I’ve spent my professional career teaching companies and individuals how to provide amazing customer service and a customer experience (CX) that would keep customers coming back and help their businesses to grow and thrive. But today, customers expect more. They know what good service looks like and they expect it. And, they not only compare you just to your direct competitor, but to the best service they have ever received—from anyone. Delivering an expected level of service is now the baseline, and you have to find a way to differentiate yourself from the competition—because they are also trying to out-service you. I have found a way. It’s a concept that is being embraced by smart, successful companies to disrupt their competition, and in some cases, entire industries.
And the secret is this: Convenience. If you can find a way to make your customer’s life easier, or find a way to be easier to do business with, you will have added a new level to your CX that will draw customers away from the competition. How can you do that? I can teach you. My new book, The Convenience Revolution: How to Deliver a Customer Service Experience That Disrupts the Competition and Creates Fierce Loyalty, can guide you and help you come up with ideas to create more convenience for your customers.
The book highlights dozens of companies that have used convenience to disrupt their competitors. And, in some cases, companies that have come up with ways to make people’s lives easier have disrupted entire industries. As I studied these companies, I identified six Convenience Principles that they are using to set themselves apart from the competition. They are:
Let’s discuss each one and look at examples from different companies:
Reduce Friction: This is really what convenience is all about. It is the overriding principle, and the others that follow detail ways to reduce friction, or make life easier for the customer. Think about a convenience store. The concept originated in the 1920s, when Southland Ice Company, which sold big blocks of ice for iceboxes (precursor to the refrigerator), started stocking basic items like milk and bread. Maybe their items cost a little more, but customers loved the convenience of not having to make a special trip to the grocery store for these necessities, and the convenience store was born. Today we know it as 7-Eleven, which has nearly 65,000 stores worldwide. Another company built on the principle of reducing friction is Uber. They not only disrupted a competitor (a taxi cab company), they disrupted the entire industry. You open up the Uber app, input your destination, the app informs you how far away your driver is and how much the trip is going to cost. When the car shows up, the driver knows your name, and when you leave, you don’t have to reach in your pocket for money or a credit card, because you’re already in the system. Uber out-convenienced the entire industry!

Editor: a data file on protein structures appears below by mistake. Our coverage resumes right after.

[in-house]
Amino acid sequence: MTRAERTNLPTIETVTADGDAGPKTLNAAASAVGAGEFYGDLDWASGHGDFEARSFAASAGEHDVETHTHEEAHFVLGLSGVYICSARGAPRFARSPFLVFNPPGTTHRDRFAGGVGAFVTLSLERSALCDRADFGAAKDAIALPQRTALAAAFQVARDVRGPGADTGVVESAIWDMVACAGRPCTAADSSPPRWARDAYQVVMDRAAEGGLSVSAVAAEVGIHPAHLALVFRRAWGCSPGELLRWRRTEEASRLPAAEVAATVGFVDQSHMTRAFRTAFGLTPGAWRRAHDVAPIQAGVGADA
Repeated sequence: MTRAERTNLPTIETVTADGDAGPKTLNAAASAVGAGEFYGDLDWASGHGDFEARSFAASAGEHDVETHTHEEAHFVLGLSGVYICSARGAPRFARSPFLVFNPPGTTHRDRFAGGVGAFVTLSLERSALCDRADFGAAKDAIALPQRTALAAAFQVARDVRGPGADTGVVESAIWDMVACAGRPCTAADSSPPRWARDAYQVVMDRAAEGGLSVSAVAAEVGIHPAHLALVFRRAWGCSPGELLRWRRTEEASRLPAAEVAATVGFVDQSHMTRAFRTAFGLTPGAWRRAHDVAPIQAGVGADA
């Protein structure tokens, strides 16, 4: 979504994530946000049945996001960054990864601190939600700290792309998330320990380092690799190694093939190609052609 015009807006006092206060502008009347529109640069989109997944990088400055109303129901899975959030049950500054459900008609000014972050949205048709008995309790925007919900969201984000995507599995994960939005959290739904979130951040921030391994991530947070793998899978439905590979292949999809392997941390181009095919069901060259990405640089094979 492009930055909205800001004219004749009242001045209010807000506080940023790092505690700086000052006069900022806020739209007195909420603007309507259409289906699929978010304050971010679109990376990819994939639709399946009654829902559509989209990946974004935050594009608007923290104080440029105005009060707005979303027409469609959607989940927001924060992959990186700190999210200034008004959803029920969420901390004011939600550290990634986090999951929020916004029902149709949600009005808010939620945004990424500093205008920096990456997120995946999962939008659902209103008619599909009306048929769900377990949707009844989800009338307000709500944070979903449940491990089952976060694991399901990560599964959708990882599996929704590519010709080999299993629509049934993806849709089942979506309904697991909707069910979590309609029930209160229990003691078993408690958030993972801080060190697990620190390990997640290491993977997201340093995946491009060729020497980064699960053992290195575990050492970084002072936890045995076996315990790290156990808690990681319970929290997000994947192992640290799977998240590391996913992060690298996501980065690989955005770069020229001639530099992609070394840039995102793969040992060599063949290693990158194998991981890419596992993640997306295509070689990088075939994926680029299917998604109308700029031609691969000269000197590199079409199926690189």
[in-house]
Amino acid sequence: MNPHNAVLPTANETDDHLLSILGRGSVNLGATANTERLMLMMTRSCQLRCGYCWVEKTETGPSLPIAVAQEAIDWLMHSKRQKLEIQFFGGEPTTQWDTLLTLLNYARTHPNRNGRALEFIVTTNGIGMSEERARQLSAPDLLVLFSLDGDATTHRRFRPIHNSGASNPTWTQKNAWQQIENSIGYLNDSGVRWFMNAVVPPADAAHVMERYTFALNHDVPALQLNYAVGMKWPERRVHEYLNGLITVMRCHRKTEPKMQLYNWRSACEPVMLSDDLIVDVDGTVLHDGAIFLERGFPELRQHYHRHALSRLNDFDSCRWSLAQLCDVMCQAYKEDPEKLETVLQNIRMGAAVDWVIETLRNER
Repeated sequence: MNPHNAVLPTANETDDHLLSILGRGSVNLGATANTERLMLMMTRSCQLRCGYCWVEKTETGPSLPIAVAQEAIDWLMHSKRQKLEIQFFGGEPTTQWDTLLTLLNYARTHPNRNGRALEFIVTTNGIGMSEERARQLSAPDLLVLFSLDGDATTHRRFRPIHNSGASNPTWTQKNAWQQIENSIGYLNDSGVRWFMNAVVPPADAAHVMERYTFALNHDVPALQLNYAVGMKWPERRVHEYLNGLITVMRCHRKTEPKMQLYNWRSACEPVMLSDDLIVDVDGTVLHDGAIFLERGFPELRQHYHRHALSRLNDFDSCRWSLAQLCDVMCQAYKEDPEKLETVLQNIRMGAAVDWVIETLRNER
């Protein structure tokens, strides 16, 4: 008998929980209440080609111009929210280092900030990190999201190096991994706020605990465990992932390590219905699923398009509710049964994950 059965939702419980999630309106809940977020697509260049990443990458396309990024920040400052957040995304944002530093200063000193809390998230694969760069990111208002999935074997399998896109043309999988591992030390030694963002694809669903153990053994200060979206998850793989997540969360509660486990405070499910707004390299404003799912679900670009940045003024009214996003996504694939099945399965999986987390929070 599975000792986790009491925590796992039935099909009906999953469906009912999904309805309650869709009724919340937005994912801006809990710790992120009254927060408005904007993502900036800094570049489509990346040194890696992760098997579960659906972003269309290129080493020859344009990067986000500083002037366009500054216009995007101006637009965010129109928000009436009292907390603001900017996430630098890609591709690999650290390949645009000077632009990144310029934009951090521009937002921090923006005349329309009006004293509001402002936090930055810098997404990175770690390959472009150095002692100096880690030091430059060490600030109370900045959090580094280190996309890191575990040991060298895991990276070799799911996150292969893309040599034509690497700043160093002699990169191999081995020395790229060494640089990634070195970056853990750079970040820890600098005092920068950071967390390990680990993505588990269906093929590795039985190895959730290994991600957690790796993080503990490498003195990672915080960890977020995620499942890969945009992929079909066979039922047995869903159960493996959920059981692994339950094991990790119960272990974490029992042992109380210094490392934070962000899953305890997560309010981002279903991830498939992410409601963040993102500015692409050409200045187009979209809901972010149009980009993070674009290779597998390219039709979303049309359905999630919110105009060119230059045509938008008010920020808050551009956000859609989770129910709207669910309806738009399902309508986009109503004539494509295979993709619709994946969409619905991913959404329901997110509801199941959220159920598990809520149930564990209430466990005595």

Self-Service: While self-service sounds like it’s making more work for the customer, this isn’t really the case. Many customers prefer the self-service checkout option at the grocery store if it means not having to stand in a long line. And, when customers have a question or problem, where do they turn for answers? Most will start by checking the company’s website first, hoping to find a Frequently Asked Questions (FAQ) page, or maybe even instructional videos to help them figure out a solution on their own. One of my favorite examples of self-service is offered at Panera Bread, a chain of restaurants that provides the option for customers to order and pay for their meal at a kiosk. Since introducing the kiosks, Panera has been working to streamline the process even further. Now, when you place your order at a kiosk you are given a pager, then you simply take your seat at a table. The tables actually have sensors built into them, so when your order is ready, you don’t even have to get up. The server knows where you are and brings your food to you. I asked a manager at a local Panera why they made the change, and his answer was simple and direct: “Because it’s more convenient for our guests.”